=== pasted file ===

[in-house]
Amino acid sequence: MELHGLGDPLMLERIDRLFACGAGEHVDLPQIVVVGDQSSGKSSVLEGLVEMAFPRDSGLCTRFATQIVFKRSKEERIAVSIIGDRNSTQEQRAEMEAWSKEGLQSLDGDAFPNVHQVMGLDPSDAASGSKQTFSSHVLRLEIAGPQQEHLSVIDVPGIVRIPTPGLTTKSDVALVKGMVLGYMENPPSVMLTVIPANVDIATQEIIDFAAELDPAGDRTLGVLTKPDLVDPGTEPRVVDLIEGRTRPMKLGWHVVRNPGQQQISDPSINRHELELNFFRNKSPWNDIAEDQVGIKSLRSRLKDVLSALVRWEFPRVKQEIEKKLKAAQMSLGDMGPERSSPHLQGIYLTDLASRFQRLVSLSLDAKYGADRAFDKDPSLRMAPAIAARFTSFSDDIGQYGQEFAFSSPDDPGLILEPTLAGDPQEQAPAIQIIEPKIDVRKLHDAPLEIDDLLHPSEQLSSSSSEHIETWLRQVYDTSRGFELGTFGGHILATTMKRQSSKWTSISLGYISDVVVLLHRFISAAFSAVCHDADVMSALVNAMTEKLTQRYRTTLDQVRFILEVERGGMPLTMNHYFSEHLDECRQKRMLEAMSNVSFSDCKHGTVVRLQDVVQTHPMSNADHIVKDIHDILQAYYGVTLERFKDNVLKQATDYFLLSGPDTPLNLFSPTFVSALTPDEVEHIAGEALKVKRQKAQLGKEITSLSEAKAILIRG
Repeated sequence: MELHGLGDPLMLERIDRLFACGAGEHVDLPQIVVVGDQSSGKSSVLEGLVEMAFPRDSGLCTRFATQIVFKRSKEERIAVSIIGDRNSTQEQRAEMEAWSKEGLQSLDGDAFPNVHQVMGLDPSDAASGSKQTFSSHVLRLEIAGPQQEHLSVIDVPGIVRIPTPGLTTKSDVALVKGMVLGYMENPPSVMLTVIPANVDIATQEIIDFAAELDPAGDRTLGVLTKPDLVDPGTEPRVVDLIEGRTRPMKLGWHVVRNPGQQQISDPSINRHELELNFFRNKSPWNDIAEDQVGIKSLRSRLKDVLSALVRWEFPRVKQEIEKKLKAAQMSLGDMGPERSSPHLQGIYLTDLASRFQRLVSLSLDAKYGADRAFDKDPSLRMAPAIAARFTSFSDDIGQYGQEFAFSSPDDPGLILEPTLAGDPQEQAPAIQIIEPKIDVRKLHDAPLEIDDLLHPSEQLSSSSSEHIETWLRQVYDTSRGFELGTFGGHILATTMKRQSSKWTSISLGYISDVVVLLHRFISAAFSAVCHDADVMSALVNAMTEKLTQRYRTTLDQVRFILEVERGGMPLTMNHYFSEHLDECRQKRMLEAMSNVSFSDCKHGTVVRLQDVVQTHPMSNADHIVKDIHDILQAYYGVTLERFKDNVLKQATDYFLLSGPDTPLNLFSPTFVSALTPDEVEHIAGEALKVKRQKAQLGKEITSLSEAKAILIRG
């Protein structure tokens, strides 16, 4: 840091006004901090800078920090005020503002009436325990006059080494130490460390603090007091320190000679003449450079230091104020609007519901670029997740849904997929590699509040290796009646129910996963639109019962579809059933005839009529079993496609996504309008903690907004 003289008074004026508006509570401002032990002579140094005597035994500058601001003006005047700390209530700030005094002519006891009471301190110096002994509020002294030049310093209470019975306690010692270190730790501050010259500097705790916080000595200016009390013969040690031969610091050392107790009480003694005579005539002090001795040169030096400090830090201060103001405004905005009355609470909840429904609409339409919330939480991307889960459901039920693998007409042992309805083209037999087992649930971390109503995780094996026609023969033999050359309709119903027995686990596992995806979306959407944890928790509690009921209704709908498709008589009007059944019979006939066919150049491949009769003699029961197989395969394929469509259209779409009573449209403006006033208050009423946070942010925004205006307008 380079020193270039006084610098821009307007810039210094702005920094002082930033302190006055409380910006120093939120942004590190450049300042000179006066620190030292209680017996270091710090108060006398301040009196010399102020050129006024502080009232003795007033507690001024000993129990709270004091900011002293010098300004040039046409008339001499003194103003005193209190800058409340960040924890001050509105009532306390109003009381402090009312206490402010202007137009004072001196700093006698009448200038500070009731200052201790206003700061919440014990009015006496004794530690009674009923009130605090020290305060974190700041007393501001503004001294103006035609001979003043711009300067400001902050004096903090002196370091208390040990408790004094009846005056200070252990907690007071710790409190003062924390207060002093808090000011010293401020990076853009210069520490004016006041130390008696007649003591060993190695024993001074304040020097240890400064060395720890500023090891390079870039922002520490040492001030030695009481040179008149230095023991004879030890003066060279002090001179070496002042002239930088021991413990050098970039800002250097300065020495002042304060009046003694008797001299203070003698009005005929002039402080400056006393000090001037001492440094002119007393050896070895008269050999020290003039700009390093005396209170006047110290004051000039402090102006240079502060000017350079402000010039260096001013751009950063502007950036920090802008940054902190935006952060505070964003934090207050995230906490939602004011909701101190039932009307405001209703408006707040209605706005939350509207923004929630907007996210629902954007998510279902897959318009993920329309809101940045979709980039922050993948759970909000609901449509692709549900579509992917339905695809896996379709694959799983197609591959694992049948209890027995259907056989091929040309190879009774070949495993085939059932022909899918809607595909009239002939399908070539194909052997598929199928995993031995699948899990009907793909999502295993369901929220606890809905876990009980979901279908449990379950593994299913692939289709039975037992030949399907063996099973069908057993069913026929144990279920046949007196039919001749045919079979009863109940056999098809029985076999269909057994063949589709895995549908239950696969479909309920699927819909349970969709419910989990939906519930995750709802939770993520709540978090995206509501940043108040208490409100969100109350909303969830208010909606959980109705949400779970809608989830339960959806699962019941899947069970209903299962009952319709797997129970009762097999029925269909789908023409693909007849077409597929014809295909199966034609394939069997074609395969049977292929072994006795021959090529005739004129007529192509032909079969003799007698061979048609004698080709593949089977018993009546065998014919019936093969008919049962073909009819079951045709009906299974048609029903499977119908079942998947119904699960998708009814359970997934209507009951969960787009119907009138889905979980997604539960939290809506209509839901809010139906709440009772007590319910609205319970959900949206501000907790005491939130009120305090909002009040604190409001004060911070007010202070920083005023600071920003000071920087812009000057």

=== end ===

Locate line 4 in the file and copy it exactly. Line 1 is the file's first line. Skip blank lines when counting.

């Protein structure tokens, strides 16, 4: 840091006004901090800078920090005020503002009436325990006059080494130490460390603090007091320190000679003449450079230091104020609007519901670029997740849904997929590699509040290796009646129910996963639109019962579809059933005839009529079993496609996504309008903690907004 003289008074004026508006509570401002032990002579140094005597035994500058601001003006005047700390209530700030005094002519006891009471301190110096002994509020002294030049310093209470019975306690010692270190730790501050010259500097705790916080000595200016009390013969040690031969610091050392107790009480003694005579005539002090001795040169030096400090830090201060103001405004905005009355609470909840429904609409339409919330939480991307889960459901039920693998007409042992309805083209037999087992649930971390109503995780094996026609023969033999050359309709119903027995686990596992995806979306959407944890928790509690009921209704709908498709008589009007059944019979006939066919150049491949009769003699029961197989395969394929469509259209779409009573449209403006006033208050009423946070942010925004205006307008 380079020193270039006084610098821009307007810039210094702005920094002082930033302190006055409380910006120093939120942004590190450049300042000179006066620190030292209680017996270091710090108060006398301040009196010399102020050129006024502080009232003795007033507690001024000993129990709270004091900011002293010098300004040039046409008339001499003194103003005193209190800058409340960040924890001050509105009532306390109003009381402090009312206490402010202007137009004072001196700093006698009448200038500070009731200052201790206003700061919440014990009015006496004794530690009674009923009130605090020290305060974190700041007393501001503004001294103006035609001979003043711009300067400001902050004096903090002196370091208390040990408790004094009846005056200070252990907690007071710790409190003062924390207060002093808090000011010293401020990076853009210069520490004016006041130390008696007649003591060993190695024993001074304040020097240890400064060395720890500023090891390079870039922002520490040492001030030695009481040179008149230095023991004879030890003066060279002090001179070496002042002239930088021991413990050098970039800002250097300065020495002042304060009046003694008797001299203070003698009005005929002039402080400056006393000090001037001492440094002119007393050896070895008269050999020290003039700009390093005396209170006047110290004051000039402090102006240079502060000017350079402000010039260096001013751009950063502007950036920090802008940054902190935006952060505070964003934090207050995230906490939602004011909701101190039932009307405001209703408006707040209605706005939350509207923004929630907007996210629902954007998510279902897959318009993920329309809101940045979709980039922050993948759970909000609901449509692709549900579509992917339905695809896996379709694959799983197609591959694992049948209890027995259907056989091929040309190879009774070949495993085939059932022909899918809607595909009239002939399908070539194909052997598929199928995993031995699948899990009907793909999502295993369901929220606890809905876990009980979901279908449990379950593994299913692939289709039975037992030949399907063996099973069908057993069913026929144990279920046949007196039919001749045919079979009863109940056999098809029985076999269909057994063949589709895995549908239950696969479909309920699927819909349970969709419910989990939906519930995750709802939770993520709540978090995206509501940043108040208490409100969100109350909303969830208010909606959980109705949400779970809608989830339960959806699962019941899947069970209903299962009952319709797997129970009762097999029925269909789908023409693909007849077409597929014809295909199966034609394939069997074609395969049977292929072994006795021959090529005739004129007529192509032909079969003799007698061979048609004698080709593949089977018993009546065998014919019936093969008919049962073909009819079951045709009906299974048609029903499977119908079942998947119904699960998708009814359970997934209507009951969960787009119907009138889905979980997604539960939290809506209509839901809010139906709440009772007590319910609205319970959900949206501000907790005491939130009120305090909002009040604190409001004060911070007010202070920083005023600071920003000071920087812009000057």